Mexican Consulate
The Mexican Consulate wasn't consulted in Leal's case. Image: Ken Lund/Flickr/CC BY-SA

The U. S. Supreme Court is considering blocking the execution of a Mexican National for the rape and murder of a teenage girl. The White House has asked for a stay of execution on the grounds that Texas courts have ignored international treaty rights. Prosecutors say it is a ploy to delay execution.

Consular help not offered

The White House is asking the courts to delay the execution so Congress can review the case. Administration officials believe the Texas courts may have ignored a law that allows detained foreign nationals to receive help from their consulates.

1994 murder of a 16-year-old girl

Humberto Leal Garcia, 38, is scheduled to be executed Thursday evening. He was sentenced to death in Texas for the 1994 murder of 16-year-old Adria Sauceda. Her nude body was found only hours after she left a party with Garcia. Her head had been bashed in with a large chunk of asphalt.

A citizen of Mexico

Garcia moved with his family to the U.S. from Monterry, Mexico, when he was 2, but he never became an American citizen. Garcia’s appeal charges that Texas law enforcement officials never informed him that he could seek legal help from his native country. The appeal further states that such counsel would have strengthened his case.

Legislation requires legal reviews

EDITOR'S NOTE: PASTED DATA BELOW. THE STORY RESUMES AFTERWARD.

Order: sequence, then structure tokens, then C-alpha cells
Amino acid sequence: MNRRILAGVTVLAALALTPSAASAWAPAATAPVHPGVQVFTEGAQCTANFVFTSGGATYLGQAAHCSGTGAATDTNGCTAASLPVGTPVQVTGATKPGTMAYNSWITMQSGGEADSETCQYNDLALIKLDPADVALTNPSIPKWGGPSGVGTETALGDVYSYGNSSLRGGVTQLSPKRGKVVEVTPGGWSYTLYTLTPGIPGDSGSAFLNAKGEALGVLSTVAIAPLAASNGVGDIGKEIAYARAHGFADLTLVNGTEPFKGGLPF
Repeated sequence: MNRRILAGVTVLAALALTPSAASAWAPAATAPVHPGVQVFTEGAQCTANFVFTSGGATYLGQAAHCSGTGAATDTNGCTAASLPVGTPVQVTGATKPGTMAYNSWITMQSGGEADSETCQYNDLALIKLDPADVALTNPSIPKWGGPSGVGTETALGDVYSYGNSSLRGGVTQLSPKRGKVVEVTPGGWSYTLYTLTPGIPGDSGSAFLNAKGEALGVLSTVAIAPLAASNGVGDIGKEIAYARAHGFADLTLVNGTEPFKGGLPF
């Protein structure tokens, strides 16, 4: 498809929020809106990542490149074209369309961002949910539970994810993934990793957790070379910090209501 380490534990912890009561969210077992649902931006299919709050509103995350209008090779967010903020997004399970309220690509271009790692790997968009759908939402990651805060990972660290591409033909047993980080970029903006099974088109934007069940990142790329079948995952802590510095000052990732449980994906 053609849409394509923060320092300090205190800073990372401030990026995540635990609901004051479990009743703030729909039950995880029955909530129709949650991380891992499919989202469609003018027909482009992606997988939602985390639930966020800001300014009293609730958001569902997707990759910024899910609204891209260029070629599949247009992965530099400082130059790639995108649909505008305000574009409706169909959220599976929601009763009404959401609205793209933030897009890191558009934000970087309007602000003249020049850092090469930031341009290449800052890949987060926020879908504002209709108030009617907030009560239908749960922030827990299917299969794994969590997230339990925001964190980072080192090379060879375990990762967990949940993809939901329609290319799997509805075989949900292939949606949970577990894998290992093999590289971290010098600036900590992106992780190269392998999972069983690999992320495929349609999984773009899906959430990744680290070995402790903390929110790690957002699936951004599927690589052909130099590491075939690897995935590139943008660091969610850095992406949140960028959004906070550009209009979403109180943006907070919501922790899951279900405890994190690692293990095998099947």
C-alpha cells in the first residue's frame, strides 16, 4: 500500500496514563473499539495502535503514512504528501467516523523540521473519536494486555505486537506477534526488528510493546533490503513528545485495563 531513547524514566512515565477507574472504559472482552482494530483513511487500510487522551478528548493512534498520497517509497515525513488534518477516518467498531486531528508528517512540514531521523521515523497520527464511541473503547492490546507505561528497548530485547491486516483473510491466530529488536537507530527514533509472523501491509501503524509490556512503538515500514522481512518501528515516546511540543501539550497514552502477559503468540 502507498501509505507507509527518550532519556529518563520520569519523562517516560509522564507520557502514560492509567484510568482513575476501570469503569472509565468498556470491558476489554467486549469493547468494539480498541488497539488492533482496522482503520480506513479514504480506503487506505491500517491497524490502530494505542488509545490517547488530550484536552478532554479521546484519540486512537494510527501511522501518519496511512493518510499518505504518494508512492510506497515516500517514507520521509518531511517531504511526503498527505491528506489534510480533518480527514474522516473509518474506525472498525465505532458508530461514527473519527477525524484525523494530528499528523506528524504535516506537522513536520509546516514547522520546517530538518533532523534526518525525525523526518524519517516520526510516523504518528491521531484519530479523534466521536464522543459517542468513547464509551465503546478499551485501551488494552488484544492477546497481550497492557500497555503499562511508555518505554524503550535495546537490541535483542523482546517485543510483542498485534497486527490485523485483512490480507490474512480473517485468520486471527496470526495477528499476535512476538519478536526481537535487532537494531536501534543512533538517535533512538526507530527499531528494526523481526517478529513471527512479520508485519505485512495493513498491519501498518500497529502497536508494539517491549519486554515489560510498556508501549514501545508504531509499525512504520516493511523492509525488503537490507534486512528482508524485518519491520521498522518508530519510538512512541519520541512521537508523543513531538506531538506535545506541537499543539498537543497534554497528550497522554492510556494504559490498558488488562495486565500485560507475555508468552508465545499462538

The focus of the appeal was legislation introduced last month by Vermont Senator Patrick Leahy (D). The legislation states that cases involving condemned foreign nationals require court reviews to determine whether consular help would have affected the outcome of their trials. Last week, Solicitor General Donald Verrilli Jr. supported Garcia’s appeal and asked that the execution be delayed for six months to allow Congress a chance to review it thoroughly.

Sandra Babcock, one of Garcia’s attorneys, said, “The legislation would give Mr. Garcia an opportunity to demonstrate that with consular assistance, he likely would not have been convicted, let alone sentenced to death.”

Support from the Mexican government

The Mexican government has supported the delay of the execution and has warned that the execution would violate international treaty provisions and possibly endanger Americans detained in other countries.

Prosecutors claim evidence is overwhelming

Prosecutors say Garcia’s appeals are merely an attempt to delay the execution, and that the evidence against him is overwhelming. They say that Garcia was high on cocaine the night of the murder and changed his testimony in court. Originally, Garcia claimed that Sauceda ran from him and that was the last he saw of her. However, when a witness testified that Garcia’s brother was distraught when his brother returned home after the party with blood all over him, Leal reportedly changed his story. He said the girl attacked him and fell after he fought back. He said he couldn’t rouse her, so he became frightened and returned home.

Sauceda’s mother, Rachel Terry, referring to the appeal, said, “A technicality doesn’t give anyone a right to come to this country and rape, torture and murder anyone.”



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